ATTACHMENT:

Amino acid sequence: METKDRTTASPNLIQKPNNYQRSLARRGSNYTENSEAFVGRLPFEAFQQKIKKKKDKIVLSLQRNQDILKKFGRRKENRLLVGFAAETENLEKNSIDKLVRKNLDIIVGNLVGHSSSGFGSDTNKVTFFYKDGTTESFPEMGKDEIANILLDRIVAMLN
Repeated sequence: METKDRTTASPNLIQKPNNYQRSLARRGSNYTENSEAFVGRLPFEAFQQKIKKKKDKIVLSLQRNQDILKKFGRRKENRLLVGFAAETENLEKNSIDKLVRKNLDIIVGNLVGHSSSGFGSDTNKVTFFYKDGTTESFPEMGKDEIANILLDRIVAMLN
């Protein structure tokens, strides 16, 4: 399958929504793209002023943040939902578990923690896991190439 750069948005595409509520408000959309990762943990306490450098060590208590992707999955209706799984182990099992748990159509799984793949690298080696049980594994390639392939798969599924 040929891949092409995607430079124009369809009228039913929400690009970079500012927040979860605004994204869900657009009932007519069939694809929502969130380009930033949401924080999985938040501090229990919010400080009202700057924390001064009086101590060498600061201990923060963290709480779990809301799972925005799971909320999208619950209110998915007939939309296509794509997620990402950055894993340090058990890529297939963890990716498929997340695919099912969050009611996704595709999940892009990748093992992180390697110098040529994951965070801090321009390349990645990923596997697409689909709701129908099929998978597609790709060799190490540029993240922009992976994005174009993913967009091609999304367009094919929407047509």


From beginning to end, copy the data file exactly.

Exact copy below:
Amino acid sequence: METKDRTTASPNLIQKPNNYQRSLARRGSNYTENSEAFVGRLPFEAFQQKIKKKKDKIVLSLQRNQDILKKFGRRKENRLLVGFAAETENLEKNSIDKLVRKNLDIIVGNLVGHSSSGFGSDTNKVTFFYKDGTTESFPEMGKDEIANILLDRIVAMLN
Repeated sequence: METKDRTTASPNLIQKPNNYQRSLARRGSNYTENSEAFVGRLPFEAFQQKIKKKKDKIVLSLQRNQDILKKFGRRKENRLLVGFAAETENLEKNSIDKLVRKNLDIIVGNLVGHSSSGFGSDTNKVTFFYKDGTTESFPEMGKDEIANILLDRIVAMLN
């Protein structure tokens, strides 16, 4: 399958929504793209002023943040939902578990923690896991190439 750069948005595409509520408000959309990762943990306490450098060590208590992707999955209706799984182990099992748990159509799984793949690298080696049980594994390639392939798969599924 040929891949092409995607430079124009369809009228039913929400690009970079500012927040979860605004994204869900657009009932007519069939694809929502969130380009930033949401924080999985938040501090229990919010400080009202700057924390001064009086101590060498600061201990923060963290709480779990809301799972925005799971909320999208619950209110998915007939939309296509794509997620990402950055894993340090058990890529297939963890990716498929997340695919099912969050009611996704595709999940892009990748093992992180390697110098040529994951965070801090321009390349990645990923596997697409689909709701129908099929998978597609790709060799190490540029993240922009992976994005174009993913967009091609999304367009094919929407047509």